|Publication number||US4081672 A|
|Application number||US 05/729,052|
|Publication date||Mar 28, 1978|
|Filing date||Oct 4, 1976|
|Priority date||Oct 4, 1976|
|Publication number||05729052, 729052, US 4081672 A, US 4081672A, US-A-4081672, US4081672 A, US4081672A|
|Inventors||Hubert H. Caspers, Howard E. Rast, Jr.|
|Original Assignee||The United States Of America As Represented By The Secretary Of The Navy|
|Export Citation||BiBTeX, EndNote, RefMan|
|Patent Citations (5), Referenced by (29), Classifications (13)|
|External Links: USPTO, USPTO Assignment, Espacenet|
Conventional means for sampling an optical communications transmission or data link involve the use of partially metalized dielectric materials (half-silvered mirrors) or the ordinary specular reflectance of material such as glasses, dielectrics, or insulators; grading couplers, prisms, etc. Considering a glass flat inclined at 45° to a collimated beam of light, part of the light is transmitted while the remainder is absorbed and reflected. It is a well-known fact in the science of optics that the glass flat, if transparent to this particular frequency of light will transmit a fraction of the power while reflecting a certain fraction at the boundaries of air and glass. Although a very small fraction will be absorbed, this is not considered significant. Whenever the beam encounters an interface between air and glass, reflection takes place and, the beam is displaced by a small distance, ##EQU1## WHERE T IS THE THICKNESS OF THE SLAB AND N IS THE REFRACTIVE INDEX AT THE WAVELENGTH OF THE LIGHT BEAM.
In case the beam is plane polarized, the reflected beam at the first interface will in general change its direction of polarization upon reflection. In the special case where the beam is polarized with its Electric Vector Parallel to the Plane of incidence, the fraction of the light reflected will be a pure function of the refractive index of the slab material and the polarization will remain unchanged. This fraction r, is given by
r = tan2 (φ-φ')/tan2 (φ+φ')
φ = 45° and
φ = Sin-1 √ 2/2n].
By way of example, take
n = 1.50,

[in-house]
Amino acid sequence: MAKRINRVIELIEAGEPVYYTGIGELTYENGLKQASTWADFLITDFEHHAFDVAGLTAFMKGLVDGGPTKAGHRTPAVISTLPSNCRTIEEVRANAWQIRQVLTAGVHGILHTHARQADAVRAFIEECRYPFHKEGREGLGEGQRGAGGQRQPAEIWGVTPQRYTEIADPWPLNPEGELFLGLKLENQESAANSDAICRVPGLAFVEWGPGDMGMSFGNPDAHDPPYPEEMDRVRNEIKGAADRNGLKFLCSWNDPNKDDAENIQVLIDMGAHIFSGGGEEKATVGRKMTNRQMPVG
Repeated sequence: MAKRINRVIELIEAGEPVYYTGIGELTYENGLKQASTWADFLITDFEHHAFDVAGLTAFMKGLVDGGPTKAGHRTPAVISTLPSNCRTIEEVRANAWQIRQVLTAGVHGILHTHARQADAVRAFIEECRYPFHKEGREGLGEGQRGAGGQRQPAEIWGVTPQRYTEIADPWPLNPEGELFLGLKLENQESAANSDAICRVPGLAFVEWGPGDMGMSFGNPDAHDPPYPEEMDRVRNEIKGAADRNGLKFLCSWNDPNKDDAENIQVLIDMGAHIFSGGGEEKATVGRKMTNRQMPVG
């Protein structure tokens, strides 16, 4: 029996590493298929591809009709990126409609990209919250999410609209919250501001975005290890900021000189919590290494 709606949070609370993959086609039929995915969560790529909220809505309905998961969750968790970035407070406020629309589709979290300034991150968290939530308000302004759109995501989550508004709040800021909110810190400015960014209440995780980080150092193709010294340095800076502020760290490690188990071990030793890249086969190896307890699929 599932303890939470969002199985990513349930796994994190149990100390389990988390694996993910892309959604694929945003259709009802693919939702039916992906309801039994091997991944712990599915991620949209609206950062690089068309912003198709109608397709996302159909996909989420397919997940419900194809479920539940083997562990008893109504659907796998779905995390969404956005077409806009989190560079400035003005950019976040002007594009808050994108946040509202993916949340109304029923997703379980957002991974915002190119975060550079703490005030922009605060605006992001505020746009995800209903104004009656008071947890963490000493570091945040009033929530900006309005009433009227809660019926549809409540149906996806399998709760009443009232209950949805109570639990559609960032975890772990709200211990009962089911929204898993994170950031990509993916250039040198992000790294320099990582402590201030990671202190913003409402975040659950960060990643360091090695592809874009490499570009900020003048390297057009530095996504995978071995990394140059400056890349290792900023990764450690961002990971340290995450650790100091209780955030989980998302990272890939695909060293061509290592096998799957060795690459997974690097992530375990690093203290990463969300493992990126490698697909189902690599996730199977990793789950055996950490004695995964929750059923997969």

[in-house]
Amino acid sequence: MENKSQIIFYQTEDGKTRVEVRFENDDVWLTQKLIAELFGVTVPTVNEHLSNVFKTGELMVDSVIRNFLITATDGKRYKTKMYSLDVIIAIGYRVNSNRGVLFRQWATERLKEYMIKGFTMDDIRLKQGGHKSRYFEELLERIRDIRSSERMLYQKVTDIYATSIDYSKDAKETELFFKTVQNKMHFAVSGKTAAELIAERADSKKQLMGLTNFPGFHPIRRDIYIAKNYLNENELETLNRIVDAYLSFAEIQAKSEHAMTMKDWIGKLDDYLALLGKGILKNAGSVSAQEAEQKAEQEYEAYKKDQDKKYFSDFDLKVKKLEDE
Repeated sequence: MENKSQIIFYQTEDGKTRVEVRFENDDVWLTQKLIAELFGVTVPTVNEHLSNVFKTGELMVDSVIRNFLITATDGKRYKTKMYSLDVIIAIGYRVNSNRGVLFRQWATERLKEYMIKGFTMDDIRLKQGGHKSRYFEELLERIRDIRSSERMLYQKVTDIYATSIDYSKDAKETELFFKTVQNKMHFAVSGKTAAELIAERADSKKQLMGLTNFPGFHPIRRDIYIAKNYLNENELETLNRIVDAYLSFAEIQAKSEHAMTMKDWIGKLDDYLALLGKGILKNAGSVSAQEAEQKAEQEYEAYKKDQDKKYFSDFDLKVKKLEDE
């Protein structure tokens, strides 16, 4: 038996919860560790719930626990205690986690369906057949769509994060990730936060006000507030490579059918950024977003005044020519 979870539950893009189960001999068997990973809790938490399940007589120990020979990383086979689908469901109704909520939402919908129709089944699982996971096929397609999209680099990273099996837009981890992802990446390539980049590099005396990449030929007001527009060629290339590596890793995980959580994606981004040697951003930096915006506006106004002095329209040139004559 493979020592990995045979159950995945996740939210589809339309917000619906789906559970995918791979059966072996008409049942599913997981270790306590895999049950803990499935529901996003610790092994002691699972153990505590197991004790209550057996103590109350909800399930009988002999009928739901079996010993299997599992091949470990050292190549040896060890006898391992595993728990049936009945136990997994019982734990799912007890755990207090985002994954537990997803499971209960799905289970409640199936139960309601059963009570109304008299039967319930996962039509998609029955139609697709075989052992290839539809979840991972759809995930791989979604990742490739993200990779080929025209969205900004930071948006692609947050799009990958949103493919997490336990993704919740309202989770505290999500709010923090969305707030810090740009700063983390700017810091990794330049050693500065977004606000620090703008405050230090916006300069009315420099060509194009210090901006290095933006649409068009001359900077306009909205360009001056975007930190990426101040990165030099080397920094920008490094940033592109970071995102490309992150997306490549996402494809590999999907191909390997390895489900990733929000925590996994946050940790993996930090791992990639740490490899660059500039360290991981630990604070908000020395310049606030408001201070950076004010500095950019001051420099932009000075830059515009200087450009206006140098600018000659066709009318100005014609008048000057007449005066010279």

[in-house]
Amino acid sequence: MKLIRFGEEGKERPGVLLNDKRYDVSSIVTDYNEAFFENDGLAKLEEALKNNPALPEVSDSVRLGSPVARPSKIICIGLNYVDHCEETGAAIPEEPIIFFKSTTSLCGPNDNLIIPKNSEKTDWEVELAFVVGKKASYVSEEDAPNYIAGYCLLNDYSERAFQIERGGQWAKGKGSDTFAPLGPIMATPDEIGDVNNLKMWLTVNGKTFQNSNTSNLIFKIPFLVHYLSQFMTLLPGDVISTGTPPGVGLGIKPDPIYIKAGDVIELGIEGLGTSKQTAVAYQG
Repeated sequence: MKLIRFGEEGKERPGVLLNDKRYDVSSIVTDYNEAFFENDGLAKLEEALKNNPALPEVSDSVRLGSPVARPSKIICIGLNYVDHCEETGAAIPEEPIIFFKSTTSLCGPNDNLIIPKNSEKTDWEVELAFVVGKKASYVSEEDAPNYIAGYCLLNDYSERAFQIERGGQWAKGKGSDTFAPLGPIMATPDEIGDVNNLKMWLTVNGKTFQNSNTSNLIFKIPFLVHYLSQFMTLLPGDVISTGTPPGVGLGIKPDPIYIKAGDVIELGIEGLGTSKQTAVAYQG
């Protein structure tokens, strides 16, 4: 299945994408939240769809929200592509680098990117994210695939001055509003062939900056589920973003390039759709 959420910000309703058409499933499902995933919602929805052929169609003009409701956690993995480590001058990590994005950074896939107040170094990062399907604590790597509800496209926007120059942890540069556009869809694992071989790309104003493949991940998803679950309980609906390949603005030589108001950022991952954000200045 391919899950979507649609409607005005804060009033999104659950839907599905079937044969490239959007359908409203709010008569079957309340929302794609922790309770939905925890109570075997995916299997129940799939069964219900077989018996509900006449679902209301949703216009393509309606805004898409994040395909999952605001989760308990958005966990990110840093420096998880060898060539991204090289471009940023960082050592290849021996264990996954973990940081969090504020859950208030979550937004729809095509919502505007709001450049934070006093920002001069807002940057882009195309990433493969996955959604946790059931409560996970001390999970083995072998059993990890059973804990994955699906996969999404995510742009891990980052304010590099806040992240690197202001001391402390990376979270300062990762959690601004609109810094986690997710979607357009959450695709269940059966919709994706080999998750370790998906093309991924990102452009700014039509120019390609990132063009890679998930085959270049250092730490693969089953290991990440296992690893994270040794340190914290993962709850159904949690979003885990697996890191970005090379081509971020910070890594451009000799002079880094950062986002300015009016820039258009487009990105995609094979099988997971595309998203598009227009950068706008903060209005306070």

φ = 28° 7' and
r = 8.47 × 10-3
That is, about 1% of the light intensity is reflected. The main disadvantages of this means of signal out-coupling are that there is a 1.2% signal loss which is unacceptable in fiber optics transmissions and the beam displacement makes it impractical for coupling.
The present invention provides for a fiber optics coupler which overcomes the disadvantages of prior known couplers. A fabricated optical fiber is provided with a means of absorbing a fraction of the signal transmitted down the axis of the fiber and re-emitted in all directions. The means for absorbing and re-emitting a small fraction of the signal power may be a portion of the fiber selectively doped. The fiber may be terminated into a cylindrical receptical containing a fluorescent solution. The fluorescent solution would be an organic dye, for example, such as sodium fluoresin dissolved in a solvent whose refractive index is adjusted to match that of the transmission fiber. The coupler may also be a solid state substitute for dyes, such as a didymium glass or rare earth or transition metal-doped glass or crystal having the appropriate refractive index.
An object of the invention is for the provisions of a low-loss signal coupler for optical communications and integrated optics.
Another object of the invention is the provision of a low-loss signal coupler for optical communications wherein the coupler is frequency selective.
Other objects and many of the attendant advantages of this invention will be readily appreciated as the same becomes better understood by reference to the following detailed description when considered in connection with the accompanying drawings.
FIG. 1 is a diagrammatic showing of a preferred embodiment of the invention;
FIG. 2 is a modification of the embodiment of FIG. 1.